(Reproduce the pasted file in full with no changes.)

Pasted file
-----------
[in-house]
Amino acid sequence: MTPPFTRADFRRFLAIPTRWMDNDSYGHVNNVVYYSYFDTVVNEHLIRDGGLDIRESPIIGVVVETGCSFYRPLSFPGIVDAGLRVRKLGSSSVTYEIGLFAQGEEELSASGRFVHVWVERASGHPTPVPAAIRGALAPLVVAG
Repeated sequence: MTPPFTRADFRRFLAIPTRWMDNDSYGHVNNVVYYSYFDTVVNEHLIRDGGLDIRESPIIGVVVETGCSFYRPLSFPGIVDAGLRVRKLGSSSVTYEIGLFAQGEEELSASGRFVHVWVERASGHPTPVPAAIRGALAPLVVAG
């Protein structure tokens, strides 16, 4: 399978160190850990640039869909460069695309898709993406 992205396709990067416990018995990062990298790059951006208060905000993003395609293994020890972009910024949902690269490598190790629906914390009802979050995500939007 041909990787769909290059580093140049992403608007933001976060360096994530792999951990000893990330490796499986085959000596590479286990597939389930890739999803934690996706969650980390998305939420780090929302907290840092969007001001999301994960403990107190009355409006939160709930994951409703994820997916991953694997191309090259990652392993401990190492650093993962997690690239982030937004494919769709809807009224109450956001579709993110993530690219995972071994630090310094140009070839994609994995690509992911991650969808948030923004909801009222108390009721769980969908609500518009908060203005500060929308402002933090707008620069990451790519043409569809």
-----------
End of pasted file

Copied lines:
[in-house]
Amino acid sequence: MTPPFTRADFRRFLAIPTRWMDNDSYGHVNNVVYYSYFDTVVNEHLIRDGGLDIRESPIIGVVVETGCSFYRPLSFPGIVDAGLRVRKLGSSSVTYEIGLFAQGEEELSASGRFVHVWVERASGHPTPVPAAIRGALAPLVVAG
Repeated sequence: MTPPFTRADFRRFLAIPTRWMDNDSYGHVNNVVYYSYFDTVVNEHLIRDGGLDIRESPIIGVVVETGCSFYRPLSFPGIVDAGLRVRKLGSSSVTYEIGLFAQGEEELSASGRFVHVWVERASGHPTPVPAAIRGALAPLVVAG
């Protein structure tokens, strides 16, 4: 399978160190850990640039869909460069695309898709993406 992205396709990067416990018995990062990298790059951006208060905000993003395609293994020890972009910024949902690269490598190790629906914390009802979050995500939007 041909990787769909290059580093140049992403608007933001976060360096994530792999951990000893990330490796499986085959000596590479286990597939389930890739999803934690996706969650980390998305939420780090929302907290840092969007001001999301994960403990107190009355409006939160709930994951409703994820997916991953694997191309090259990652392993401990190492650093993962997690690239982030937004494919769709809807009224109450956001579709993110993530690219995972071994630090310094140009070839994609994995690509992911991650969808948030923004909801009222108390009721769980969908609500518009908060203005500060929308402002933090707008620069990451790519043409569809």